On Wednesday, the U.S. Food and Drug Administration's Dr .Binita Ashar Federal Drug Administration released a statement on the danger of women getting cancer after having breast implants. As CNN reported, “At least 457 women in the United States have so far been diagnosed with anaplastic large cell lymphoma. … Of those, nine have died as a result of the rare cancer, which affects cells in the immune system and can be found around the breast implant.” Anaplastic large cell lymphoma is a type of non-Hodgkin's lymphoma.
The American Society for Aesthetic Plastic Surgery and the American Society of Plastic Surgeons has written: “BIA-ALCL usually develops as a delayed swelling of the breast (Average 8 years, range 2 to 28 years) after the insertion of textured breast implants, which may present as fluid collecting around the implant or marked breast asymmetry. It can also present as a lump in the breast or armpit.”
The FDA statement said, “We recognize the limitations of medical device reports, which is why we review other sources of information, including medical literature and the Patient Registry and Outcomes for Breast Implants and Anaplastic Large Cell Lymphoma Etiology and Epidemiology. PROFILE collects real world data regarding patients who have a confirmed diagnosis of BIA-ALCL. Our participation in this registry reflects the FDA’s commitment to implementing our Medical Device Safety Action Plan, in which we are streamlining and modernizing how we implement postmarket actions to address device safety issues to make our responses to risks more timely and effective.”
In addition to the statement, the FDA also issued a letter warning professionals in the medical field about the connection between the implants and the cancer. It stated:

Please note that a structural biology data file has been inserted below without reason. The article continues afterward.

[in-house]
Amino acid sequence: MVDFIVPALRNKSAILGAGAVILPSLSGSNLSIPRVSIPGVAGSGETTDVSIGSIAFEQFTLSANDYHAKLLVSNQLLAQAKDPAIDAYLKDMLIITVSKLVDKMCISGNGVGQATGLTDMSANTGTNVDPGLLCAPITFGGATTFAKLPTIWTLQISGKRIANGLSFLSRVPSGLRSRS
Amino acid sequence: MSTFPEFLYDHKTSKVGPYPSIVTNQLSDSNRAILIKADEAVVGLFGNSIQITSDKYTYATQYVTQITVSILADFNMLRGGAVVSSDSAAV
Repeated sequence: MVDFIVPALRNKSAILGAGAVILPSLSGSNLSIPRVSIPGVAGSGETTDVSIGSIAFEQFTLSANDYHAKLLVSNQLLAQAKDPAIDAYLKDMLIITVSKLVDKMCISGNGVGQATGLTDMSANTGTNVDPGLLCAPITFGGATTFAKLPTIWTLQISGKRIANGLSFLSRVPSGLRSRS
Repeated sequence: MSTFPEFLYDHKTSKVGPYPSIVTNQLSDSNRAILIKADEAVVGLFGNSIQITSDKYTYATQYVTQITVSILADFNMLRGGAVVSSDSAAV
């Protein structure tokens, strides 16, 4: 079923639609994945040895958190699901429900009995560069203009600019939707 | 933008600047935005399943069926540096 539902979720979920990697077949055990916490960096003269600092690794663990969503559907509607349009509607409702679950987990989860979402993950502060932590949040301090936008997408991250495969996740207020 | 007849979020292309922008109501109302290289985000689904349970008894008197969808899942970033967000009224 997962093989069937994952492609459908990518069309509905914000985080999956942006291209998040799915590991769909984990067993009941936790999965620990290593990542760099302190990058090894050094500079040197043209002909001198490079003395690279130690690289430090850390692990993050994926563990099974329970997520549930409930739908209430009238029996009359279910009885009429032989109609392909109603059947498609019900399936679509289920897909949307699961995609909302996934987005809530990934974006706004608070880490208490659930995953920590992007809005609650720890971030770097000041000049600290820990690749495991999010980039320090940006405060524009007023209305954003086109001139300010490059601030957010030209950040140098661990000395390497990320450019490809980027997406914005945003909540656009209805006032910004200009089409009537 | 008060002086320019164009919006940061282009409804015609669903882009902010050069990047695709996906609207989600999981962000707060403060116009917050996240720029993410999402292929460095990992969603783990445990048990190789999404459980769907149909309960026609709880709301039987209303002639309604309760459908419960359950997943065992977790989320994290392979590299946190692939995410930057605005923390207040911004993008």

We want all healthcare providers to be aware of BIA-ALCL, particularly in patients with new swelling, lumps, or pain around breast implants, to expedite diagnosis of this malignancy. We are also asking health care providers to report to the FDA cases of BIA-ALCL in patients with breast implants. This includes reporting individual cases as well as rates you may have experienced during your practice. BIA-ALCL is a type of lymphoma and is not a cancer of the breast tissue. When breast implants are placed in the body, they are inserted behind the breast tissue or under the chest muscle. Over time, a fibrous scar called a capsule develops around the implant, separating it from the rest of the breast. In patients with breast implants, reported cases of BIA-ALCL were generally found adjacent to the implant itself and contained within the fibrous capsule.
The Daily Mail notes, "The amount of women diagnosed with BIA-ALCL - which kills cells in the immune system and normally begins with pain and swelling in the breast - shot up from 414 cases in the last 12 months and 359 the year before that … The majority of ALCL cases have been linked to textured breast implants as opposed to smooth implants. Smooth implants are softer than their textured counterparts, allowing for a more natural look and feel - but may lead to slightly visible rippling and shifting in position over time. Textured breast implants tend to stick to the body's tissue, helping them stay in the same position over time.”